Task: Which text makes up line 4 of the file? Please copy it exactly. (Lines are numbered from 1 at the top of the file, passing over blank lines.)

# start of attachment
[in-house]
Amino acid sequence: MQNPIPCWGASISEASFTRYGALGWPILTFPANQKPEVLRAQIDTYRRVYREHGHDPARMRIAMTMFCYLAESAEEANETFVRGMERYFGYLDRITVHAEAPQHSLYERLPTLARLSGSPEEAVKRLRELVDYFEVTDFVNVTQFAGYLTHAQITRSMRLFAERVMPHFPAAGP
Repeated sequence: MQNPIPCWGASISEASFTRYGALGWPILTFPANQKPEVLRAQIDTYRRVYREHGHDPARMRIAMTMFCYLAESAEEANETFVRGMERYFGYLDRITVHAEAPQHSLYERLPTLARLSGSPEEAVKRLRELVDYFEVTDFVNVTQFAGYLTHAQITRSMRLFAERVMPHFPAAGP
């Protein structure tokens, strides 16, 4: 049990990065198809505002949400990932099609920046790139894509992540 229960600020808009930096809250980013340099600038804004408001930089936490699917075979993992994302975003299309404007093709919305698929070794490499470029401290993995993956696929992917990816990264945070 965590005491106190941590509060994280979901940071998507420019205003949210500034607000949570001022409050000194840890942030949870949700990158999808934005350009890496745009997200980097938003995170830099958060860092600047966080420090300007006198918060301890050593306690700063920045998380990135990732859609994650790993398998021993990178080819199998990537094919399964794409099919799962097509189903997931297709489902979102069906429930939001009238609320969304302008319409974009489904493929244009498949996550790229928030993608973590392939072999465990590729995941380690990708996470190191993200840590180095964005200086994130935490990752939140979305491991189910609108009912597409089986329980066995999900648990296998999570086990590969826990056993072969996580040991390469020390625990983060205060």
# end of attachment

């Protein structure tokens, strides 16, 4: 049990990065198809505002949400990932099609920046790139894509992540 229960600020808009930096809250980013340099600038804004408001930089936490699917075979993992994302975003299309404007093709919305698929070794490499470029401290993995993956696929992917990816990264945070 965590005491106190941590509060994280979901940071998507420019205003949210500034607000949570001022409050000194840890942030949870949700990158999808934005350009890496745009997200980097938003995170830099958060860092600047966080420090300007006198918060301890050593306690700063920045998380990135990732859609994650790993398998021993990178080819199998990537094919399964794409099919799962097509189903997931297709489902979102069906429930939001009238609320969304302008319409974009489904493929244009498949996550790229928030993608973590392939072999465990590729995941380690990708996470190191993200840590180095964005200086994130935490990752939140979305491991189910609108009912597409089986329980066995999900648990296998999570086990590969826990056993072969996580040991390469020390625990983060205060």